“But while we think of the past, we look forward in faith and hope to the future; from henceforth we are masters of our destiny, and the welfare of this beloved land is our own responsibility. Let no one think we have reached the end of the road. Independence is indeed a milestone, but it is only the threshold to high endeavour – the creation of a new and sovereign state. At this solemn moment therefore I call upon you all to dedicate yourselves to the service of the new Malaya. To work and strive with hand and brain to create a new nation, inspired by the ideals of justice and liberty – a beacon of light in a disturbed and distracted world.”

There are many things that we can find fault with but at the same time there is plenty to be thankful for. Let’s not forget that. So complain about the country all you want but don’t just complain. Do something, however small it may be. Make a difference.

Ultimately it is not the government that decides the future of this country. In truth, the destiny of Malaysia lies in our hands. The future of our beloved nation is our responsibility.

In Books on Donald Trump, Consistent Portraits of a High-Decibel Narcissist

August 27, 2017

by Michiko Kakutani

Image result for  dystopian Donald Trump

Over the last year, we’ve been plunged into the alternate reality of Trumpland, as though we were caught in the maze of his old board game, “Trump: The Game,” with no exit in sight. It’s a Darwinian, dog-eat-dog, zero-sum world where greed is good, insults are the lingua franca, and winning is everything (or, in tangled Trumpian syntax, “It’s not whether you win or lose, but whether you win!”).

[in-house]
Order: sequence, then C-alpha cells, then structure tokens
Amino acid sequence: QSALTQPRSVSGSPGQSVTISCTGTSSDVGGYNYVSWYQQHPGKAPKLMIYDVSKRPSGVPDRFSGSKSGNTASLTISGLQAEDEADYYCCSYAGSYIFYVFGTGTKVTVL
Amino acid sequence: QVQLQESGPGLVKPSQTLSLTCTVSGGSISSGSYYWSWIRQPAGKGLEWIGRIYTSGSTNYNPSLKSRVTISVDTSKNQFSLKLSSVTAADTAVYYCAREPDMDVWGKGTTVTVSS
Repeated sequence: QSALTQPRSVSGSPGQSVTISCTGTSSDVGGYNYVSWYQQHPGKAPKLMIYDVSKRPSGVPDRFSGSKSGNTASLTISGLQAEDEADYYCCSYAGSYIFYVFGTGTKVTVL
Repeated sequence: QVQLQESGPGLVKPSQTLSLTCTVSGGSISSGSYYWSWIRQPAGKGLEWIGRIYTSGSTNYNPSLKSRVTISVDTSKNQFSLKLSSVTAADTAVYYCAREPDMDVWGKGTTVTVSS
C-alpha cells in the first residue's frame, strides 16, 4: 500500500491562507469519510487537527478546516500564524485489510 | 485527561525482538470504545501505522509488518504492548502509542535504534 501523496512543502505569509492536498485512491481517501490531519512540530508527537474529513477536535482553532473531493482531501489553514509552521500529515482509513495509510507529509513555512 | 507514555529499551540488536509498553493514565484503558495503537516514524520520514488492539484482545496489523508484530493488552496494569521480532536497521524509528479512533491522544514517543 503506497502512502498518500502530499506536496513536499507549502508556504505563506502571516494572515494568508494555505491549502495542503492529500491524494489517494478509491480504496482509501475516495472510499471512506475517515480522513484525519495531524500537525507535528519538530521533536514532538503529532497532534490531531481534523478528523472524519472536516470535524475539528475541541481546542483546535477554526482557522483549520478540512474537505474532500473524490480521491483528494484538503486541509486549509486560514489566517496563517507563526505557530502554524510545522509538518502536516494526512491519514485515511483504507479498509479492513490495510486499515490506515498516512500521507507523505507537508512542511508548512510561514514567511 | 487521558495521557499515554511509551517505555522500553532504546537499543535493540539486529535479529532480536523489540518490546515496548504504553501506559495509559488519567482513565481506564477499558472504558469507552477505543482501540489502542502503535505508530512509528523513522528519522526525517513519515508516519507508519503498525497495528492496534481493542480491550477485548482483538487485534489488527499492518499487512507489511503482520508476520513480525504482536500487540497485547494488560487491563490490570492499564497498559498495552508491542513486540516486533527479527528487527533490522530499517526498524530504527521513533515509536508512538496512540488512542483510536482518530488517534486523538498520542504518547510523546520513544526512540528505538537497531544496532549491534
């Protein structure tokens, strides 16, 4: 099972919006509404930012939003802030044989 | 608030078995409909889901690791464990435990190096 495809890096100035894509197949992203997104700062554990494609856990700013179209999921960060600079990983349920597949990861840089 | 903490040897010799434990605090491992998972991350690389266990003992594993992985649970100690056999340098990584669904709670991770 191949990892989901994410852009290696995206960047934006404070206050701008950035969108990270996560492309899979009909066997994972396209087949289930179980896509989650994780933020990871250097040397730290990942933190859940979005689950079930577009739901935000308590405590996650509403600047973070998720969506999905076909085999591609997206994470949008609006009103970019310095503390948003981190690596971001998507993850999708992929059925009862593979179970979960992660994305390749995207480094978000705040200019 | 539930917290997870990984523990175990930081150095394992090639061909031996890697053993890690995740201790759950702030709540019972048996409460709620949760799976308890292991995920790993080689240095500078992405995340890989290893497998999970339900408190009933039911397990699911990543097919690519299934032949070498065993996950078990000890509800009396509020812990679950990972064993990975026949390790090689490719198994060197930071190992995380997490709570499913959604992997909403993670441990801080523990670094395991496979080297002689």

To read a stack of new and reissued books about Mr. Trump, as well as a bunch of his own works, is to be plunged into a kind of Bizarro World version of Dante’s “Inferno,” where arrogance, acquisitiveness and the sowing of discord are not sins, but attributes of leadership; a place where lies, contradictions and outrageous remarks spring up in such thickets that the sort of moral exhaustion associated with bad soap operas quickly threatens to ensue.

That the subject of these books is not a fictional character but the Republican nominee for president can only remind the reader of Philip Roth’s observation, made more than 50 years ago, that American reality is so stupefying, “so weird and astonishing,” that it poses an embarrassment to the novelist’s “meager imagination.”

Books about Mr. Trump tend to fall into two categories. There are funny ones that focus on Trump the Celebrity of the 1980s and ’90s — a cartoony avatar of greed and wretched excess and what Garry Trudeau (“Yuge! 30 Years of Doonesbury on Trump”) calls “big, honking hubris.” And there are serious biographies that try to shed light on Mr. Trump’s life and complex, highly opaque business dealings as a real estate magnate, which are vital to understanding the judgment, decision-making abilities and financial entanglements he would bring to the Oval Office.